From the Archives: Physicist Virginia Carter left the lab for TV comedy

March 1972: Virginia Carter, space physicist in the space physics laboratory at Aerospace Corp. She
March 1972: Virginia Carter, physicist in the space physics laboratory at Aerospace Corp.
(Judd Gunderson / Los Angeles Times)

At Aerospace Corp., Virginia Carter designed density gauges for U.S. Air Force aircraft and satellites. In addition, Carter was president of the Los Angeles chapter of the National Organization for Women.

In a Sept. 5, 1974, Los Angeles Times profile on Virginia Carter, staff writer Tia Gindick wrote:

Born in Quebec, Canada, in 1936; graduated from McGill University magna cum laude in math and physics; a flying offer with the Royal Canadian Air Force under a university reserve training plan; a master’s degree from USC, and naturalization as a U.S. citizen in 1963, the same year she joined the technical staff of the Aerospace Corp. in El Segundo as a physicist.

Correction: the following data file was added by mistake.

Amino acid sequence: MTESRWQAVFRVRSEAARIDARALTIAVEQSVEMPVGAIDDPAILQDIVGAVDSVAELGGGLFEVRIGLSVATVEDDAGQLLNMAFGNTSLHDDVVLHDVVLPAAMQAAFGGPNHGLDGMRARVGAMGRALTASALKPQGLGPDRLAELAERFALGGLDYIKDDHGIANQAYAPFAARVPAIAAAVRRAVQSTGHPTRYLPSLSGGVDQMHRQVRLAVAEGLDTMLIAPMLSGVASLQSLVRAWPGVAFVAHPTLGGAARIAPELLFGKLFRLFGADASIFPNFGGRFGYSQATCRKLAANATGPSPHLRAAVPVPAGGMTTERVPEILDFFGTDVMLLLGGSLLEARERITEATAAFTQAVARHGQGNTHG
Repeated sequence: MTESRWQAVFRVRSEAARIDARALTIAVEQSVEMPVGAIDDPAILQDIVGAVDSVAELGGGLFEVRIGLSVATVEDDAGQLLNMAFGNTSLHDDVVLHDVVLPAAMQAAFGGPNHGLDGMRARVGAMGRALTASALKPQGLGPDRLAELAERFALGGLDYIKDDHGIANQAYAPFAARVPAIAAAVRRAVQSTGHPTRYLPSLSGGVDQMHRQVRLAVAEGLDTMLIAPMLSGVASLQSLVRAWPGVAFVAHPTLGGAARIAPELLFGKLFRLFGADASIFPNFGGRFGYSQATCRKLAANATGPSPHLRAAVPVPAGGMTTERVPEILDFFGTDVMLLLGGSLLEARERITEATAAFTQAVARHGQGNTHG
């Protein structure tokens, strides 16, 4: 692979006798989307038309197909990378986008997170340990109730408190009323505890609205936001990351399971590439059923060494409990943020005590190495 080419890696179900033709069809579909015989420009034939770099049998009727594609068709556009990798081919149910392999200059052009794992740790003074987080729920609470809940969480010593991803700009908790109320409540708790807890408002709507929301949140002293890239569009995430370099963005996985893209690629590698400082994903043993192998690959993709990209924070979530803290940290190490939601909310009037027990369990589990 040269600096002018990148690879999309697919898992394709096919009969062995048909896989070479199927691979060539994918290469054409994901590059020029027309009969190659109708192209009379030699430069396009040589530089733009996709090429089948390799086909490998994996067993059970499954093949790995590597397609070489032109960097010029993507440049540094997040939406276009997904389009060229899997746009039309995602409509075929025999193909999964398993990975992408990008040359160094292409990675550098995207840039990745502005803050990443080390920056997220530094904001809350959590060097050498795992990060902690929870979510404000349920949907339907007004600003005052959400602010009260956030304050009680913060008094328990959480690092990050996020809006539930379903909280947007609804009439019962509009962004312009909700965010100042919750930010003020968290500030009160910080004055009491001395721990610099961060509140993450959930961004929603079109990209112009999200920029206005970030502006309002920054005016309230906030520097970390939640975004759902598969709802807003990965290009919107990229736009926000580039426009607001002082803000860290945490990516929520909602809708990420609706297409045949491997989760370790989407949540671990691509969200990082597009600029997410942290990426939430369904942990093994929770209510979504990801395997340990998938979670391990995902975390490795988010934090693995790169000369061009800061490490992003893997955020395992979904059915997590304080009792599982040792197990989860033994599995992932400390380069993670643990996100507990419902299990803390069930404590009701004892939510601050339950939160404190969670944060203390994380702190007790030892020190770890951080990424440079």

While at Aerospace Corp., she published 23 papers and received considerable outside acclaim for her work. Nevertheless, she remained “grotesquely underpaid,” and her position with the firm showed no signs of a better future. …

The idea of a mid-career change was suggested by Frances Lear, founder of a firm called Marketplace, which specializes in finding qualified women for upper management jobs. Mrs. Lear arranged the appointment with her husband and, more out of curiosity than anything else, Ms. Carter drove up to Century City where Lear was then located. …

In 1973, Carter joined the Norman Lear production company and worked on the sitcoms “All in the Family” and “Maude.”

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